Benjamin Barry is an advertising executive and ladies' man who, to win a big campaign, bets that he can make a woman fall in love with him in 10 days. Andie Anderson covers the "How To" beat for "Composure" magazine and is assigned to write an article on "How to Lose a Guy in 10 days." They meet in a bar shortly after the bet is made.
Henry Roth is a man afraid of commitment up until he meets the beautiful Lucy. They hit it off and Henry think he's finally found the girl of his dreams, until he discovers she has short-term memory loss and forgets him the very next day.
When her brother decides to ditch for a couple weeks in London, Viola heads over to his elite boarding school, disguises herself as him, and proceeds to fall for one of her soccer teammates. Little does she realize she's not the only one with romantic troubles, as she, as he, gets in the middle of a series of intermingled love affairs.
A romantic comedy: Alex is an author whose writer's block and gambling debts have landed him in a jam. In order get loan sharks off his back, he must finish his novel in 30 days or wind up dead. To help him complete his manuscript he hires stenographer Emma. As Alex begins to dictate his tale of a romantic love triangle to the charming yet somewhat opinionated stenographer, Emma challenges his ideas at every turn. Her unsolicited yet intriguing input begins to inadvertently influence Alex and his story and soon real life begins to imitate art. Written by
I will admit that I went into "Alex & Emma" with great hesitation, but came out with a renewed feeling of surprisement. Here's a film that got bad word of mouth from press screenings and essentially flopped -- but I enjoyed it. It's not as clever a contrast between the sexes as "When Harry Met Sally...," and it's not quite as fun as "Sleepless in Seattle." But, for all it's worth, I consider one of the better romantic comedies of 2003.
Luke Wilson is Alex, a genius writer living in a crusty apartment in Manhattan. He has thirty days to write a full-length work of fiction and turn it into his publisher for over one hundred grand, otherwise the Cuban Mafia is going to hunt him down and kill him. Why? He owes them 100,000 dollars of his income.
Kate Hudson is Emma, a stenographer hired by Alex to transcribe his words onto paper, since his laptop was smashed up by the Cubans. She begins the job with hesitation and offers helpful advice from a reader's perspective throughout the process.
Meanwhile, we get a story-within-a-story when the film moves from Alex's world to Adam's, the subject of Alex's novel. Adam (Wilson) is heading to the fictional island of St. Charles, located near Maine. I missed why he was coming in the first place because I have a short attention span, but it had something to do with collecting a payment.
When he arrives, he meets a beautiful French woman (Sophie Marceau) and the man who wants to marry her (David Paymer). The only problem is that he finds himself falling for her, too. And the woman's servant, Ylsa, or Illsa, or...I forget, they kept changing her name, from Swedish to German to Latino to American. I don't remember who she finally turned out to be. Let's just say Ylsa ("spelled the way it sounds," Alex says), also played by Kate Hudson.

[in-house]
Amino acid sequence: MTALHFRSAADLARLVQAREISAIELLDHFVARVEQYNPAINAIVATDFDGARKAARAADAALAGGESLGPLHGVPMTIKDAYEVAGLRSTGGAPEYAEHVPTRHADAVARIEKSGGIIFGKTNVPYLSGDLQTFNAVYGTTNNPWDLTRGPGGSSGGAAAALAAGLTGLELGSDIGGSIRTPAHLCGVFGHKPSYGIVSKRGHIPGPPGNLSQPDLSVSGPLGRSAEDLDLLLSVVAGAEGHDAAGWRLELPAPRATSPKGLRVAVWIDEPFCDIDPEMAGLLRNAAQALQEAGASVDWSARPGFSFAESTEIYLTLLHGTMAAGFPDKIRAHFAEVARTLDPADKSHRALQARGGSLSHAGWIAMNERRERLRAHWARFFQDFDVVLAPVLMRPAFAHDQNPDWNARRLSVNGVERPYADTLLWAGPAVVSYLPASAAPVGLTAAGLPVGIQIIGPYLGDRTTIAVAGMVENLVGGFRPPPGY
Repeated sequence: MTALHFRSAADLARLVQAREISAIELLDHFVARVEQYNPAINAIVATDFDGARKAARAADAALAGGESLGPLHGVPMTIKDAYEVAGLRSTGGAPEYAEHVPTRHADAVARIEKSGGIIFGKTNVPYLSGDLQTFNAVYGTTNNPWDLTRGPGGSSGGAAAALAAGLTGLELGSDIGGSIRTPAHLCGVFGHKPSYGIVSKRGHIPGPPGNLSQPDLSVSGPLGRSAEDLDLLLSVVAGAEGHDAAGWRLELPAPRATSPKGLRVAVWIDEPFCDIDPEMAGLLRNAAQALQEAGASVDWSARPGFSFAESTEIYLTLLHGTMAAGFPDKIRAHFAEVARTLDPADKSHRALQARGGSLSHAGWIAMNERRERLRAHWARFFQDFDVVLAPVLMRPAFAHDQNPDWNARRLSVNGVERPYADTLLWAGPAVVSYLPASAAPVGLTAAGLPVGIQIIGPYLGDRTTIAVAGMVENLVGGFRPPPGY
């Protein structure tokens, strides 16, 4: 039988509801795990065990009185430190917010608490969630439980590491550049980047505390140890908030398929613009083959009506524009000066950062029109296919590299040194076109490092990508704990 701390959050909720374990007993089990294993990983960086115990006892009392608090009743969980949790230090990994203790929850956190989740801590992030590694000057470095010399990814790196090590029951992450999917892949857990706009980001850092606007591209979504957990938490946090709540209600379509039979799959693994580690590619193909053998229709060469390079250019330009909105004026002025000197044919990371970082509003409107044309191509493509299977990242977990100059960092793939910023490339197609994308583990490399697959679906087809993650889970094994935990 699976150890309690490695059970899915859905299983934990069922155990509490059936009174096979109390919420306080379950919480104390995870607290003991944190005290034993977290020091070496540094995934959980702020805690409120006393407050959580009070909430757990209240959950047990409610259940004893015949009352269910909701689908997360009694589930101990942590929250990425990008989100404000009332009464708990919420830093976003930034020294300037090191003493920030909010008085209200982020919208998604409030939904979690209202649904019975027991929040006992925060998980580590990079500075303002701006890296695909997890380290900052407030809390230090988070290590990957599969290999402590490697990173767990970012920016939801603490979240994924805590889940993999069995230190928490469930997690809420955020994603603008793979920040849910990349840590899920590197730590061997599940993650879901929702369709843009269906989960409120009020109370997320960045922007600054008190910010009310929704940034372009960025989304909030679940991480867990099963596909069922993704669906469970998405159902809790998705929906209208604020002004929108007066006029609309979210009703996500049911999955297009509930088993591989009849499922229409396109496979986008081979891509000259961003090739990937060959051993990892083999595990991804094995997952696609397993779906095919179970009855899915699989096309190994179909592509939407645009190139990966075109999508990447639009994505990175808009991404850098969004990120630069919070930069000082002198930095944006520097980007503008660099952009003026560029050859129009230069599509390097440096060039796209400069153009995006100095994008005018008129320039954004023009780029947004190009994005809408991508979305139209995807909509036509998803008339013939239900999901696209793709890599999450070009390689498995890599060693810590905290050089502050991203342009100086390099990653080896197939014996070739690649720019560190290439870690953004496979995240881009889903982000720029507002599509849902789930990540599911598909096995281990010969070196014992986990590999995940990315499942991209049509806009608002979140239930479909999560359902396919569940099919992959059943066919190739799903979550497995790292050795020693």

Life parallels fiction. Of course, I guessed the "surprise" twist of it all about a mile away. But that didn't matter, because this is a pretty funny movie. There are some great one-liners and little gags, especially for writers. It spoofs the process of it all. Of course, if you view the movie with a critical eye you'll find many flaws. (Roger Ebert pointed out that Alex, when dictating, never seems to pause to find words and never messes up sentences, but hey...it's a movie, how interesting would it be if he just kept starting his sentences over and over?)
But some of the jokes are very funny. For example, during his writing process, Emma interrupts to tell Alex that the name "Ylsa" is not spelled the way it sounds. He says it is. She says it would be, "Ilsa." He disagrees. So in his book, he makes the character Adam ask how it is spelled, and he has Ylsa, respond, "Y-l-s-a, spelled just how it sounds."
Rob Reiner takes a small role as Alex's publisher. When writing out his check to Alex he says, "Now, is it made out to Cuban Mafia or The Cuban Mafia?" I love this stuff. Reiner has directed some great films in his past ("This is Spinal Tap," "The Princess Bride," "When Harry Met Sally," "A Few Good Men," am I missing any?). He has directed another winner.
I really don't understand this film's negative reviews. Okay, so it isn't the most original film to come along in years, but what film is?Compared to so many other "romantic comedies," this one made me laugh. A lot more than I thought I would. After starting to grow weary of Luke Wilson after seeing his smug role in "Legally Blonde 2: Red, White & Blonde," I was surprised by his turn here. He's getting back to his roots. Kate Hudson (daughter of Goldie Hawn) has yet to really surprise me in any way, but she's not too bad.
When I occasionally enjoy a movie that got bad reviews, I can usually see why the movie got them. Here, on the other hand, I can not really see what the problem is. It's got a simple premise, a cute story, engaging leads, and an interesting story with more than a handful of laughs. I laughed less at last year's "The Hot Chick" and that was considered a comedy. So is this a bad movie? No, I don't think so. Not at all. But, apparently, many people do. It's too bad.
Note: There's a direct reference to "When Harry Met Sally..." in this film. Emma says she always turns to the last page of a book before she reads it. If you recall, Billy Crystal said the same thing one time back in 1989.
3/4 stars -
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